Jobseekers can apply online in about two minutes, Turner says. They receive an email in 48 hours inviting them to a group interview session. “Everyone goes through a criminal background screen,” she says.

Applicants can opt into a drug screen, which is required by some employers.

Shiftgig’s employees have varying education and experience levels. Sometimes they’re recruited on their college campuses when the colleges partner with Shiftgig. E-learning is available to enhance their skills.

Workers usually are paid weekly by direct deposit or a pay card functioning like a debit card. “We’ve actually just implemented an option that, if they want to be paid after each shift they work, they are able to opt into that,” she adds.

Employers can get the word out about openings quickly to a pool of qualified individuals. “Those shifts are picked up really quickly,” she says.

The company's Tampa office serves the greater Tampa Bay area including Hillsborough, Pinellas, Sarasota, Manatee, Pasco and Polk counties.

Shiftgig was recognized in May by the Spend Matters website as one of 50 Providers to Watch, for the Contingent Workforce category.


Mall goers to play Wheel of Fortune, JEOPARDY!, other game shows in kiosks

Tampa Bay mall goers will soon be able to play the popular game shows Wheel of Fortune, JEOPARDY!, Family Feud and The Price is Right at mall kiosks. As part of its in2win advertising promotions, the St. Petersburg-based Priatek is expected to launch the games June 27.

“What we’ve been able to do is connect consumers with advertising in a fun and rewarding way,” says Milind Bharvirkar, Priatek’s President.

Priatek began offering games at mall kiosks in November, but its new revised app will include the popular reality show games, plus loyalty points and gift card programs. Currently there are 80 kiosks operating in the Tampa and Orlando areas.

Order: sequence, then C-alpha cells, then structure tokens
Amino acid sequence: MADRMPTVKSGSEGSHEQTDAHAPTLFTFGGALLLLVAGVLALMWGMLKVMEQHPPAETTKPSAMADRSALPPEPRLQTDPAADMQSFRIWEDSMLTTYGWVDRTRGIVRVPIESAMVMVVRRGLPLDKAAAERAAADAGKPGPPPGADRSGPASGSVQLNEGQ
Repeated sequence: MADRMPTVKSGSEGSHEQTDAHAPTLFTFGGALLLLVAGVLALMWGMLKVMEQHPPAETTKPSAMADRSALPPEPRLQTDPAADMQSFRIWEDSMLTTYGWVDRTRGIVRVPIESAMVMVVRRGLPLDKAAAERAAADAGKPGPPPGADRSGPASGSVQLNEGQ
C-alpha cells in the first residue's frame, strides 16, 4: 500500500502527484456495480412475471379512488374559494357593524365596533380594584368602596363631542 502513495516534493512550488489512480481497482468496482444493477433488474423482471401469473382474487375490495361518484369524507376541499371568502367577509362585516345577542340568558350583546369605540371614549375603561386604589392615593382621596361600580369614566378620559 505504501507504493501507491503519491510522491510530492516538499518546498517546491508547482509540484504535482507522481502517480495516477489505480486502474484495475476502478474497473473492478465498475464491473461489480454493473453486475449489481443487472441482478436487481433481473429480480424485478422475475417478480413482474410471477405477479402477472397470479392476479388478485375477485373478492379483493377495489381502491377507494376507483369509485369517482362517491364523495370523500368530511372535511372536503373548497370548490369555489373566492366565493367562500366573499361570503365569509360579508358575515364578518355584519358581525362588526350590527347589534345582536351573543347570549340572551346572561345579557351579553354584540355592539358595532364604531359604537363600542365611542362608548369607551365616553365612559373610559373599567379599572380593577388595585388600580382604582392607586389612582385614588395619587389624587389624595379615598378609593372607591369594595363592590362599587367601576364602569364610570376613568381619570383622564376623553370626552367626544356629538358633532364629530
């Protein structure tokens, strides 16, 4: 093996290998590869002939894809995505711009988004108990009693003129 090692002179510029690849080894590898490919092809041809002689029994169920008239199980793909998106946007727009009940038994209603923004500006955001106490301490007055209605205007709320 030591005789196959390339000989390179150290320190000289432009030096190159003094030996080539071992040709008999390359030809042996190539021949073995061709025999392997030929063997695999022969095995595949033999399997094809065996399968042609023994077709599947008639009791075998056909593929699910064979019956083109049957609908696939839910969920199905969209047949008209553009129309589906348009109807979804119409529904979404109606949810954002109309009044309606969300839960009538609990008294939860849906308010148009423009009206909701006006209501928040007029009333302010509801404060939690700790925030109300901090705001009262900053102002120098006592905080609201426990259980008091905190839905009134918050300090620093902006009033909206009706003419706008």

The goal of the Priatek program is to engage consumers when they are pre-disposed to buy. So they allow consumers to play games for free and win prizes and coupons offered by advertisers, who pay when a customer chooses their product. When consumers register during the process, they’re more likely to follow through with a purchase, Bharvirkar says.

“It doesn’t matter if you play the game or you skip the game,” he says.

Lots of people love to play though, as was evidenced in the past by McDonald’s popular Monopoly promotion. Bharvirkar saw it first hand with coin-operated games for a San Jose, CA, business he founded, Global VR.

“The game element is simply about putting you in a positive state of mind. The games in general are an escape for people,” he explains. “... Just the anticipation of winning sets off dopamine in our brains that leads to a positive connection to that brand.”

Prizes or coupons are issued instantly; there’s a limit of 20 per day. Some people win big prizes like diamond earrings, cruises, VIP passes to the Daytona 500, and fishing trips.

Users can download the app starting June 27 from the Apple and Google app stores, enabling them to play some of the games at the mall on their cellphones and tablets, but not computers.

In July, Wheel of Fortune and JEOPARDY! will be on a mobile app as well. Priatek doesn’t have mobile rights yet for Family Feud and The Price is Right.

Kiosks are installed at Tampa Bay area malls, including Tyrone Square, University, Westfield Brandon, Westfield Citrus Park, Westfield Countryside, and Westshore Plaza. Discussions are underway regarding International Plaza.

Bharvirkar is looking to expand into sports arenas, big box retailers, hotels and large retail chains.

Advertisers small and large can link their brand with a popular game show for as little as $100 a month. “Nobody’s ever been able to do that,” he says.

Priatek is interviewing to possibly hire two advertising sales reps for the Tampa Bay area soon. They’ll be hiring elsewhere too: Priatek is expanding nationally this year, starting with New York, Los Angeles and San Francisco.